# Orbital velocity of a planet - why is my calculation off by about 10%?

I am not sure if I am doing something wrong, or misunderstanding Reider and Kenworthy (2016).

I'm just trying to reproduce the orbital velocities listed in Table 1. The second paragraph of Section II list a mass of the primary and semi-major axis for the planet's orbit of 0.9 solar mass and 5.0 AU. From the table the mass of the planet ranges from 20 to 100 Jupiters, which is actually quite sizable, but I'll start without using the reduced mass.

The numerical values I'm using:

$$GM_{\odot}=\text{1.327E+20} \ \mathrm{m^3 kg^{-2}}$$ $$GM=0.9GM_{\odot}$$ $$\epsilon=0.65$$ $$1 \ \mathrm{AU} = \text{1.496E+11} \ \mathrm{m}$$ $$a=5.0 \ \mathrm{AU} \ = \text{7.480E+11} \ \mathrm{m}$$

The formulae I'm using:

$$r_{\text{peri}}=a(1-\epsilon)$$

$$v^2=GM(2/r-1/a)$$

$$v_{\text{peri}}=\sqrt{GM(2/r_{\text{peri}}-1/a)}$$

I get:

$$r_{\text{peri}}=\text{2.618E+11} \ \mathrm{m}$$

$$v_{\text{peri}}=\text{2.744E+4} \ \mathrm{m/s}$$

which is $27.44 \ \mathrm{km/s}$. But for $\epsilon=0.65$ the table below shows $29.5 \pm 0.4 \ \mathrm{km/s}$. Close but not really close enough, it's off by almost 10%.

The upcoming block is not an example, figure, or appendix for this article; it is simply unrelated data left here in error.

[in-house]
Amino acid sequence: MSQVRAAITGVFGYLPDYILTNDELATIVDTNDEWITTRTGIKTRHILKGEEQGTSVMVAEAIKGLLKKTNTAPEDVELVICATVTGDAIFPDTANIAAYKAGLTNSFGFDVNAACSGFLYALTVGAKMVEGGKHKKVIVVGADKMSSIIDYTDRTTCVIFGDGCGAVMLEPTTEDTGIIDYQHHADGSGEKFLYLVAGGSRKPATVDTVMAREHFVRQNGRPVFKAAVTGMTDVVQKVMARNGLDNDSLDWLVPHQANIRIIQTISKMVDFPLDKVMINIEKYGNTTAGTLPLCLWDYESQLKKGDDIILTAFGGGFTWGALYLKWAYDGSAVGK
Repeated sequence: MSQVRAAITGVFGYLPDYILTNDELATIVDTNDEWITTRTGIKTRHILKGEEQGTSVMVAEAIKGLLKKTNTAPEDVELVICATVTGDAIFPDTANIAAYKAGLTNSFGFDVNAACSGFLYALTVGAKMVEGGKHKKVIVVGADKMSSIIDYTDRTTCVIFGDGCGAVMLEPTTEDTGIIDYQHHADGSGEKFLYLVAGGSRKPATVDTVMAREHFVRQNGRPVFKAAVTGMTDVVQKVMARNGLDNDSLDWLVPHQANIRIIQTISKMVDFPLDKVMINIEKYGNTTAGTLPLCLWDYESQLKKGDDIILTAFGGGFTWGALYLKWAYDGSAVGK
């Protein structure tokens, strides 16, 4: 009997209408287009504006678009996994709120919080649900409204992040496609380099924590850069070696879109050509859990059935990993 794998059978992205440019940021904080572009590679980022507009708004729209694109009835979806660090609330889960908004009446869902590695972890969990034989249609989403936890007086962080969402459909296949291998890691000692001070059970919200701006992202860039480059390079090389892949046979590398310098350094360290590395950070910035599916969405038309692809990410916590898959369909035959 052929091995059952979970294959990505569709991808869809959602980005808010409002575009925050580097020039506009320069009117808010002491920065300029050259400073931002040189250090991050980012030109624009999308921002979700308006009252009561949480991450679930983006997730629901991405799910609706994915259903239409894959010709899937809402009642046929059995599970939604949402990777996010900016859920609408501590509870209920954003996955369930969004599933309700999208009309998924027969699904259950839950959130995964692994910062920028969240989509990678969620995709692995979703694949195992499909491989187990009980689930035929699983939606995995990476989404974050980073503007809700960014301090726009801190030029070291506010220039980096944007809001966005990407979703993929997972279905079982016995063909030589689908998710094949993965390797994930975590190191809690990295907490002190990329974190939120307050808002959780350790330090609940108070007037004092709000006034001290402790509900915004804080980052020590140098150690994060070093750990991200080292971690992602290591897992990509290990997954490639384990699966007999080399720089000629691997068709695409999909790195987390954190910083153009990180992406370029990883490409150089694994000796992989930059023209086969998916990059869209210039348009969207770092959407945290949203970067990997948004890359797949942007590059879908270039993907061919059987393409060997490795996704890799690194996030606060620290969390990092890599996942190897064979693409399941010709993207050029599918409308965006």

If the mass of the planet (which is quite large) was considered, then the table would have to list a wider range of velocities, wouldn't it?

• Plugging in the other eccentricities calculates values 2-2.5 km/s less than the velocities given in the table. – HDE 226868 Oct 16 '16 at 17:59
• @HDE226868 right, thanks! I didn't see the need to add even more numbers to my question. I have a hunch whatever explain the disagreement in the middle number will apply to all of them. – uhoh Oct 16 '16 at 18:04
• @siddigan thanks for the edit suggestion, but it looks like the definition of the orbital-mechanics tag specifies spacecraft. This is such a simple two-body question I think the orbital-elements is enough. – uhoh Oct 18 '16 at 15:36

## 1 Answer

Well done you. I double checked the calculations and couldn't fault what you had done. So I contacted the lead author of the paper about it and here is the response:

"After checking the numbers in our paper, I found an error: we actually used a mass of 1.0 MSun for J1407 in our simulations, instead of the 0.9 MSun as stated. This accounts for the difference in pericentric velocities (as well as the different semi-major axes, which would be smaller in the 0.9MSun case). We will attempt to correct this in the published version, and send a correction to arXiv."

• Thanks for your help tracking this down! I think the results of this work are really exciting. I first read about them in this NPR news item Spin To Survive: How 'Saturn On Steroids' Keeps From Self-Destructing and the video of the simulation there in particular captured my interest. It is also shown here: vimeo.com/184968413 and the underlying context is shown beautifully here: vimeo.com/117757625 It's a great demo of retrograde orbit stability. – uhoh Oct 22 '16 at 0:43
• @uhoh You have genuinely made a contribution. Kudos to you. – ProfRob Oct 22 '16 at 0:43
• This is why my profile says "stackexchange rocks!" – uhoh Oct 22 '16 at 0:44